Brains behind Spruce Street Harbor to take on vacant 'pocket park' along Ridge Avenue

A proposed green space in the midst of the Roxborough business district took a step toward the light on Thursday night.

At an informal community meeting, longtime and new residents of the neighborhood offered their visions for what is now referred to as the Ridge Avenue Pocket Park. The site is located at 6170-72 Ridge, and the adjacent Allison Building, a former carpet store, is part of the plan.

Prior to the meeting, held in the vacant Allison Building and hosted by the Roxborough Development Corporation, 200 area residents responded to an online survey seeking their concepts for the open space and the structure next door. The results of those surveys and the communal idea-download on Thursday night will inform the next phase for the park: refining the dreams into design concepts.


The site of the proposed park had served for many years as an entrance to the Leverington Avenue Parking Lot.

The RDC received a service grant from the Community Design Collaborative in 2010 to envision a park at the site. The Collaborative developed the concept of a pedestrian pathway that could include an area for sitting surrounded by trees and landscaping in what is currently a 6,800-square-foot empty grass lot.

In 2013, the RDC purchased 6168 Ridge, the then-dilapidated, 4,000-square-foot Allison Building. It was redeveloped in 2014 by the RDC under the guidance of design committee member Bob Torres.

Investment site

Torres told the 20 residents at the meeting that the RDC has been trying to "bring the neighborhood back to Ridge Avenue" through a series of redevelopment projects. The reason for the RDC's investment in the Allison Building was the opportunity for an indoor/outdoor space utilizing the adjacent lot and the chance to control who the next tenant will be.

An obvious choice would be a restaurant that could make use of the park for café seating, said Torres, an architect and a Roxborough resident since the 1950s.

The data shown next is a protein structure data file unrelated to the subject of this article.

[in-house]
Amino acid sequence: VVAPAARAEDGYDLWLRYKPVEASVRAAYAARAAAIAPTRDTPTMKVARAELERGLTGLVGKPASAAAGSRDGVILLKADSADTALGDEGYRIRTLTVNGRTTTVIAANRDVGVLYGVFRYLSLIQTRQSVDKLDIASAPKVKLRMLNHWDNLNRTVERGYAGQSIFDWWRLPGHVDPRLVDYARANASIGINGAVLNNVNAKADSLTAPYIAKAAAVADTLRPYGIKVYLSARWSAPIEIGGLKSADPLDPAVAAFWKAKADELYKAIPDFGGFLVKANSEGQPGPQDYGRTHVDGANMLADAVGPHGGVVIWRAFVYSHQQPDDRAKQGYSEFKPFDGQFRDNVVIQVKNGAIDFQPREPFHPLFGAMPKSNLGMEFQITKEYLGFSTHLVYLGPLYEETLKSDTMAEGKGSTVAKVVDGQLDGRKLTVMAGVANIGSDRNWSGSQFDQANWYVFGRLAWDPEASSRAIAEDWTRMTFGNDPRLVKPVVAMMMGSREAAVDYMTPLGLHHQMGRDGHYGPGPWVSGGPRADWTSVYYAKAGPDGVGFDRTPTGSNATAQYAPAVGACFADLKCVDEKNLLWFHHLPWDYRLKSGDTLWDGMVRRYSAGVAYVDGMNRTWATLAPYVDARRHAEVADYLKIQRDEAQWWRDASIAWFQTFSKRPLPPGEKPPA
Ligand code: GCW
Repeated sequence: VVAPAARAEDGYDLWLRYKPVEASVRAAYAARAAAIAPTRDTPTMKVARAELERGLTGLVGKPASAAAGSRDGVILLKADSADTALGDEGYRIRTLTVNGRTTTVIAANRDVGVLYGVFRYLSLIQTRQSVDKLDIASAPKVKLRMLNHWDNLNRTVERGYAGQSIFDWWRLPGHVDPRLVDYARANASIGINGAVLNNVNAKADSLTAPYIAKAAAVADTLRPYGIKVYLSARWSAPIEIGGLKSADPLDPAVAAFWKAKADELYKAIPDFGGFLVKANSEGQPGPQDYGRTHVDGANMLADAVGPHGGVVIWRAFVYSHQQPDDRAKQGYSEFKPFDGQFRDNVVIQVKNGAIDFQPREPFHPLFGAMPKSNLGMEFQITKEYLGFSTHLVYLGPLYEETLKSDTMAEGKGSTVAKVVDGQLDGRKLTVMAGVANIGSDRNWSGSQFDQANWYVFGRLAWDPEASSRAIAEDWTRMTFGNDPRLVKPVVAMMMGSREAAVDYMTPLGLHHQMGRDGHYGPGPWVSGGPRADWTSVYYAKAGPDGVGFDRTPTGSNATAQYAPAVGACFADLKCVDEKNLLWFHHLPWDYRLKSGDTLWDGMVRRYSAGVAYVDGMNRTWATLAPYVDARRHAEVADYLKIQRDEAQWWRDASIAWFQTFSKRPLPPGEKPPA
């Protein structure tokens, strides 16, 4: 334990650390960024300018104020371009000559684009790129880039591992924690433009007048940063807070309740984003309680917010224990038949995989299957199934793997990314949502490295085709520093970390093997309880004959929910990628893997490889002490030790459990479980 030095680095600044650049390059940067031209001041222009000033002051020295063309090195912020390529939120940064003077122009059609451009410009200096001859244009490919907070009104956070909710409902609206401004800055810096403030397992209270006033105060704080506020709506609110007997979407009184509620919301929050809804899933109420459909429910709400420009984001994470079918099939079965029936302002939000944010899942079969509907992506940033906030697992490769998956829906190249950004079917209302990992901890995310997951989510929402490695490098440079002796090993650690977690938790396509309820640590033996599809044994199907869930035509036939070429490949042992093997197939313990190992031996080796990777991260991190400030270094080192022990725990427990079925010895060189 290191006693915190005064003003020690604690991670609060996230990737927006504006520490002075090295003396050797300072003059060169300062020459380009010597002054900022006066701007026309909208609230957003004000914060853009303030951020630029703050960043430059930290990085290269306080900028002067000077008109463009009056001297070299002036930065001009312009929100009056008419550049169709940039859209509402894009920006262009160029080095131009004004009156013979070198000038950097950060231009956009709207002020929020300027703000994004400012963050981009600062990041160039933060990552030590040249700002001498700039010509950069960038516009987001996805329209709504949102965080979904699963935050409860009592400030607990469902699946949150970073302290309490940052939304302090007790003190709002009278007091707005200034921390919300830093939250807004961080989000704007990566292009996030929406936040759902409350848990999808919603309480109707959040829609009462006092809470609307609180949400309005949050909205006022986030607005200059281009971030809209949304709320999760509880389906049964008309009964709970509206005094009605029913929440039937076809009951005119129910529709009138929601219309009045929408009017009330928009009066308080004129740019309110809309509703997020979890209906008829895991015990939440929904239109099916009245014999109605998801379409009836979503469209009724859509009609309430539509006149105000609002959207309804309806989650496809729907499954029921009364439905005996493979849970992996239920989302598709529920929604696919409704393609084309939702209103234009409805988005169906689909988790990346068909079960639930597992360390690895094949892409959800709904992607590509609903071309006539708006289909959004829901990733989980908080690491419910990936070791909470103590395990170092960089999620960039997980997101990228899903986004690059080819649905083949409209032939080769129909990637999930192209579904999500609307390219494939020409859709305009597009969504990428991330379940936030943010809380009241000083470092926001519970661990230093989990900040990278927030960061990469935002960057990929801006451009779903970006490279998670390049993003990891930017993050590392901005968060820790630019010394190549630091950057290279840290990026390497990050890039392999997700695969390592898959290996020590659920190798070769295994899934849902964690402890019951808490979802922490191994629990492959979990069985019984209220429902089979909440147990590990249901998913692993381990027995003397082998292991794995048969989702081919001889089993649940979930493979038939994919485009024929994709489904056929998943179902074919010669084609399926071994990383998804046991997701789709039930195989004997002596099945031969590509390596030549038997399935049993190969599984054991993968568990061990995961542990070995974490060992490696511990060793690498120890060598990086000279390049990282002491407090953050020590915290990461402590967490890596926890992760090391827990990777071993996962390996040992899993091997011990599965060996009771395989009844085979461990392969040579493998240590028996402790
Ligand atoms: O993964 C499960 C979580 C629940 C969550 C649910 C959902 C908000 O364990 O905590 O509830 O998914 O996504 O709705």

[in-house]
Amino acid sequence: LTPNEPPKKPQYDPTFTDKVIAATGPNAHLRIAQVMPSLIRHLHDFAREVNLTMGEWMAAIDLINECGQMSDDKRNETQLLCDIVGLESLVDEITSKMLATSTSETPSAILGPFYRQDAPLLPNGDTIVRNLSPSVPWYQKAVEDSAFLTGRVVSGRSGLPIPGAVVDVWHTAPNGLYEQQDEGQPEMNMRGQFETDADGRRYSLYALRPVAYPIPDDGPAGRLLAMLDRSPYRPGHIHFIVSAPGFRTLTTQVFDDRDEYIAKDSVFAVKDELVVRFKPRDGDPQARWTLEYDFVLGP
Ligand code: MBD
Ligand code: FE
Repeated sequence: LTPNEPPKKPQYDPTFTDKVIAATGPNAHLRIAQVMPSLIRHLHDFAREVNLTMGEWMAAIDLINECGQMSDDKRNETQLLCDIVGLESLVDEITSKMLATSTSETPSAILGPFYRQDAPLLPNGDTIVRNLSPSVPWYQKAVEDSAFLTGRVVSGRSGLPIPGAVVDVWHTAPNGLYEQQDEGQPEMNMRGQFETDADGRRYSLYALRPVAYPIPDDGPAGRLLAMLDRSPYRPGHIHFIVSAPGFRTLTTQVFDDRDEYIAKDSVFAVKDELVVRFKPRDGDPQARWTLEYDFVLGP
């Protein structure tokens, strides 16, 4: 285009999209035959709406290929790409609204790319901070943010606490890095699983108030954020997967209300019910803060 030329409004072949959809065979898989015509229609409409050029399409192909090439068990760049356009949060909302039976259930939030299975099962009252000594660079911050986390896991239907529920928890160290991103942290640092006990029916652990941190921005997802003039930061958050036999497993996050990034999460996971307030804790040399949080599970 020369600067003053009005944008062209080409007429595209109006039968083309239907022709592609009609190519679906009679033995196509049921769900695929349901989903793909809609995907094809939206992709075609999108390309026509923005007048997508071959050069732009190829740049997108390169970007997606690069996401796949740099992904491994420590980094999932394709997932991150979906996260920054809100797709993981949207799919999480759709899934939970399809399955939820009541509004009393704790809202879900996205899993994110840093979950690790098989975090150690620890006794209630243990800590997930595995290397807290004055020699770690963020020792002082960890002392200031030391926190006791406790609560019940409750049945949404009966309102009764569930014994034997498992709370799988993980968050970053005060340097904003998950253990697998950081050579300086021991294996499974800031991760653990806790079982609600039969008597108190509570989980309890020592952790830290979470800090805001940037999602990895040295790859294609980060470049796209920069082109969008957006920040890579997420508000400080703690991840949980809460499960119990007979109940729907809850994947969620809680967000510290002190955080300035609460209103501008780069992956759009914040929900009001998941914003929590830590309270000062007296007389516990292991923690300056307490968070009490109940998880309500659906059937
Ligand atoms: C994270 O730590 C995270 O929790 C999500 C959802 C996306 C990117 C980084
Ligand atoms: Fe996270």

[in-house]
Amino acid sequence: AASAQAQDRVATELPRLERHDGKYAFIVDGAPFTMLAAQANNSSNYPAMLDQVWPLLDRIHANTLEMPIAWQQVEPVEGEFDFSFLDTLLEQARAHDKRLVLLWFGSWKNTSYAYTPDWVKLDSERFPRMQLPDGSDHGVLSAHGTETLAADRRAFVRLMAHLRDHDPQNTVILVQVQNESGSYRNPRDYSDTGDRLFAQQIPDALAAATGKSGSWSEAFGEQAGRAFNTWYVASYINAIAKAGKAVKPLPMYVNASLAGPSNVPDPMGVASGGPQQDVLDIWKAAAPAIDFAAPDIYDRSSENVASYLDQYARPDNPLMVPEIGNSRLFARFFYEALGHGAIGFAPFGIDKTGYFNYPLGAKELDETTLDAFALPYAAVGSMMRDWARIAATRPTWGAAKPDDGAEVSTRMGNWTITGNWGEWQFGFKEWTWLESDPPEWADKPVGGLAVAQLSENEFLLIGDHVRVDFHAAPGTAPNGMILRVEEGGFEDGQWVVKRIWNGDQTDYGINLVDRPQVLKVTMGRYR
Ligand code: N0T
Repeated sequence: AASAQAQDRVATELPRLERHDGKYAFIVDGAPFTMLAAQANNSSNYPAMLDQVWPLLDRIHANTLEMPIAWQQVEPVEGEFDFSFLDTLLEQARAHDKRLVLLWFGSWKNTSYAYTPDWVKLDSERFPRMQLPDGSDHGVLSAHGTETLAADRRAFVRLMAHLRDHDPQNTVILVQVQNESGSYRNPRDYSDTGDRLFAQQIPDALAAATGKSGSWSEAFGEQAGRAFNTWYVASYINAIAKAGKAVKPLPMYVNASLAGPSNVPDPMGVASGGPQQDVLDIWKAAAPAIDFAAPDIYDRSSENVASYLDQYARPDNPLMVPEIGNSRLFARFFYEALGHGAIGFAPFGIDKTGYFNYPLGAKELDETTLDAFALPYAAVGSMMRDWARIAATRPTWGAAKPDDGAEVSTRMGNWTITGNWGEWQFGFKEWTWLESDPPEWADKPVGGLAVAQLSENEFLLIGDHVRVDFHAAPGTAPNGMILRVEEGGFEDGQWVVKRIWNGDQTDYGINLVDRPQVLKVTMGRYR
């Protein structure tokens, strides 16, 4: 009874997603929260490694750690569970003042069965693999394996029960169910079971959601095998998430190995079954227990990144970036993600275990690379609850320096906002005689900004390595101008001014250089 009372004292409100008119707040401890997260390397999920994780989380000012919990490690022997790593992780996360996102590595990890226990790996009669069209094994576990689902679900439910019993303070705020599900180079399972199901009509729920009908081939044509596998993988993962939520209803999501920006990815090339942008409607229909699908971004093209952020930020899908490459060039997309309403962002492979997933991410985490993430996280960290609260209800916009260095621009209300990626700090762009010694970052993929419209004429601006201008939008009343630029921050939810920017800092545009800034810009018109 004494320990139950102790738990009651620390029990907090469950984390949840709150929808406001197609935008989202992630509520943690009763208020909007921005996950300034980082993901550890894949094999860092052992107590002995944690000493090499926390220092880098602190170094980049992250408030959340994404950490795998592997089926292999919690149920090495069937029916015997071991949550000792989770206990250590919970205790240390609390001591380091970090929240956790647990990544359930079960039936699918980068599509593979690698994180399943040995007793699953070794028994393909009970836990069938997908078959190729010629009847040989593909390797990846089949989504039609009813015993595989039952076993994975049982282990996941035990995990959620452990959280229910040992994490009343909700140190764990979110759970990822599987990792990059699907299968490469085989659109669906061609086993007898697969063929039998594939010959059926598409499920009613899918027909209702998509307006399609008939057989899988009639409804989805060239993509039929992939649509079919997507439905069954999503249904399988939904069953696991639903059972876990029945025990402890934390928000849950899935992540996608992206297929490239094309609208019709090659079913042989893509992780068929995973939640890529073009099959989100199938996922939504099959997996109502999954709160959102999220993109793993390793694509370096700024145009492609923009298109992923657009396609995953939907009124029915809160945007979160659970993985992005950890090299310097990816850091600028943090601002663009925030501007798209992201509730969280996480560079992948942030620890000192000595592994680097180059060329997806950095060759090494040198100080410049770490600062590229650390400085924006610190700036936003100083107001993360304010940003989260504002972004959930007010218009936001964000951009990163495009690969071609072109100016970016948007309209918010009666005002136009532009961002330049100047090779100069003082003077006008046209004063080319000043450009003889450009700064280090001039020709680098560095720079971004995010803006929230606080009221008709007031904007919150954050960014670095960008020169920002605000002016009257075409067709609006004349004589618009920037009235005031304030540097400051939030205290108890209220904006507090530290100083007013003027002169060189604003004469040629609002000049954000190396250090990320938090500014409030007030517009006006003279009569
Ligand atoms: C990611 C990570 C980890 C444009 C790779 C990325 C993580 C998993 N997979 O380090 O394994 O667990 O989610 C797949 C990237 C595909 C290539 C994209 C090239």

Taking on the next phase of the park plan is Groundswell Design Group, a firm whose recent projects have included Spruce Street Harbor Park, Winterfest, The Porch @ 30th Street Station, and portions of Dilworth Plaza. At the meeting, Groundswell designer Rob Brady, who lived in Roxborough for three years, said the firm would bring its experience in creating "activation spaces" to the Ridge Avenue project. He and Groundswell colleague Kyle Blackwell said their goal is to gather the "needs, likes and desires" of the community and return with design concepts.

What they heard at the meeting was a range of creative ideas for the pocket park.

In the area of sustainability, residents asked for the use of reclaimed materials and a space devoted to collecting recyclables on the site.

Margaret Ann Morris, a 16-year Roxborough resident, suggested the creative use of technology in the park, including low-level LED lighting that enhances the space but isn't intrusive.

Stormwater management is also a major concern in hilly Roxborough and will have an important role in the park design.

To bring the community together in the park, residents suggested the formation of a friends group that would provide volunteer maintenance of the site. Brady called that an excellent way for neighbors "to take ownership" of the park.

Capturing the history of the Allison Building and the borough was an important concern as well. Residents called for a statue, plaque, photo collage or signage to tell the story of Roxborough in the park.

To activate the space, suggestions included a performance stage, playground area, movie screenings, and food — inside the Allison Building and outside under the trees.

As for the elements of the park, residents would like to see the use of native plants to attract birds and pollinators, an edible community garden, a fountain and a lush green wall.

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About the author

Alan Jaffe, Contributor

Alan Jaffe has been a contributing writer for PlanPhilly since 2008, focusing on overlooked buidlings and historic preservation issues. He was a writer and editor in the newspaper industry for nearly 30 years, including eight at the Philadelphia Inquirer and nine at the South Jersey Courier-Post. He is currently the director of communications for the Pennsylvania Horticultural Society. He is also an antiques writer and collector and the author of “J. Chein & Co.: A Collector’s Guide to an American Toymaker.”

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